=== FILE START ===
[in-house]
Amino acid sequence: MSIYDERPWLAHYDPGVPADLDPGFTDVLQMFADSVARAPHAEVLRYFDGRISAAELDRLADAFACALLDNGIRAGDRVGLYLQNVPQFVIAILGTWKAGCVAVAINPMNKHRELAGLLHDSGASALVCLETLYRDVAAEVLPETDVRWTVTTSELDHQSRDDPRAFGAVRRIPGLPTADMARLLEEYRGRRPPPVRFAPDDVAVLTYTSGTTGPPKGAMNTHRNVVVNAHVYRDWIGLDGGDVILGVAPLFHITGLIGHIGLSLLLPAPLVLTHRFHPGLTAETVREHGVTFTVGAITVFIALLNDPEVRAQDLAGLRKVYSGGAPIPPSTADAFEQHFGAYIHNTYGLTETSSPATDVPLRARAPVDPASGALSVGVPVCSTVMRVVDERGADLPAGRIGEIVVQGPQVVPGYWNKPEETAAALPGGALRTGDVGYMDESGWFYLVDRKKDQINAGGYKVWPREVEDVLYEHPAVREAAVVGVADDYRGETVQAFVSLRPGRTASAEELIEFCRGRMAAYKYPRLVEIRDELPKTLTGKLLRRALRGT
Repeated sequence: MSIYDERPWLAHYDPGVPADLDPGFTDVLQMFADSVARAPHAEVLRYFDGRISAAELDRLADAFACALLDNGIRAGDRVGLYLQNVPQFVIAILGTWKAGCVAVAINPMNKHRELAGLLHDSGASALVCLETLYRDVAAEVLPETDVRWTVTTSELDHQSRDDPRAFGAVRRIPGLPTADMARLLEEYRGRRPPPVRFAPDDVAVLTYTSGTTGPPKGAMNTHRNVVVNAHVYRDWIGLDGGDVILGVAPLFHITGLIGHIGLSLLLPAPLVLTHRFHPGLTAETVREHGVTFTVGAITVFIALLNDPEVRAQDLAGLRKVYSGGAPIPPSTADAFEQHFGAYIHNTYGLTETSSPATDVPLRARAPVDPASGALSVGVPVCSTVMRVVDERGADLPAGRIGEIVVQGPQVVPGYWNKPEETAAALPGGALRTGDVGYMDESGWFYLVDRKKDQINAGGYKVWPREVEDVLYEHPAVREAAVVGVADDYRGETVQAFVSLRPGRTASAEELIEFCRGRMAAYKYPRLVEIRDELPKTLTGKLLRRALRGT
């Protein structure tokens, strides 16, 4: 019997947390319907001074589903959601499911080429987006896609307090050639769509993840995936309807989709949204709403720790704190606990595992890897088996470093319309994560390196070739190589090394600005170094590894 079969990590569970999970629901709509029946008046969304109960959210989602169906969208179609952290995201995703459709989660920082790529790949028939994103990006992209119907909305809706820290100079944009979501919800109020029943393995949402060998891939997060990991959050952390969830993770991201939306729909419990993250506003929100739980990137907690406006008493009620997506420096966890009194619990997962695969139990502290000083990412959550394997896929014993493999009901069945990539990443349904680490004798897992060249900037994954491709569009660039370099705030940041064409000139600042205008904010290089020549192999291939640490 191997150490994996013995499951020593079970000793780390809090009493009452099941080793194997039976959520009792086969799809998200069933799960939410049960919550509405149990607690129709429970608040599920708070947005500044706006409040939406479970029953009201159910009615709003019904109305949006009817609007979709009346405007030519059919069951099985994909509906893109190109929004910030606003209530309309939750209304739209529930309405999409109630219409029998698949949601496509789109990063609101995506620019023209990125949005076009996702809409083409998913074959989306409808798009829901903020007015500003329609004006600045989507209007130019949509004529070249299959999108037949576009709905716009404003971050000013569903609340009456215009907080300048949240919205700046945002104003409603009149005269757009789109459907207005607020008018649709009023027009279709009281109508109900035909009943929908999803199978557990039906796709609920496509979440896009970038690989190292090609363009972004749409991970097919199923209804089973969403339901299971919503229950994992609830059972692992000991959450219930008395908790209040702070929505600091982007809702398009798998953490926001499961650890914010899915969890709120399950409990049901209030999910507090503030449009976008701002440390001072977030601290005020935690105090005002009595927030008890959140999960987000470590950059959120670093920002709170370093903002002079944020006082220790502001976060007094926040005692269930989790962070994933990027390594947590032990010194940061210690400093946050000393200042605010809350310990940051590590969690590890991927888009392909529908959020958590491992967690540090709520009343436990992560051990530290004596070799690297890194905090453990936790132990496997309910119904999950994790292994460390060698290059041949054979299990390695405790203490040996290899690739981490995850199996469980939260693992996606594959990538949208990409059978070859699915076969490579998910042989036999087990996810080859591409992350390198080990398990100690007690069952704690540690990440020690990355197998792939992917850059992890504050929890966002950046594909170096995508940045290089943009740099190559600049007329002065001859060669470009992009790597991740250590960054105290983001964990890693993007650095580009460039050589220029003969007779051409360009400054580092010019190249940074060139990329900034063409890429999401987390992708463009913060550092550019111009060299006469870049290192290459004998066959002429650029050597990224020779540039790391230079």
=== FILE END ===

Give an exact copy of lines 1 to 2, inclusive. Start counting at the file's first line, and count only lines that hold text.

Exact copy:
[in-house]
Amino acid sequence: MSIYDERPWLAHYDPGVPADLDPGFTDVLQMFADSVARAPHAEVLRYFDGRISAAELDRLADAFACALLDNGIRAGDRVGLYLQNVPQFVIAILGTWKAGCVAVAINPMNKHRELAGLLHDSGASALVCLETLYRDVAAEVLPETDVRWTVTTSELDHQSRDDPRAFGAVRRIPGLPTADMARLLEEYRGRRPPPVRFAPDDVAVLTYTSGTTGPPKGAMNTHRNVVVNAHVYRDWIGLDGGDVILGVAPLFHITGLIGHIGLSLLLPAPLVLTHRFHPGLTAETVREHGVTFTVGAITVFIALLNDPEVRAQDLAGLRKVYSGGAPIPPSTADAFEQHFGAYIHNTYGLTETSSPATDVPLRARAPVDPASGALSVGVPVCSTVMRVVDERGADLPAGRIGEIVVQGPQVVPGYWNKPEETAAALPGGALRTGDVGYMDESGWFYLVDRKKDQINAGGYKVWPREVEDVLYEHPAVREAAVVGVADDYRGETVQAFVSLRPGRTASAEELIEFCRGRMAAYKYPRLVEIRDELPKTLTGKLLRRALRGT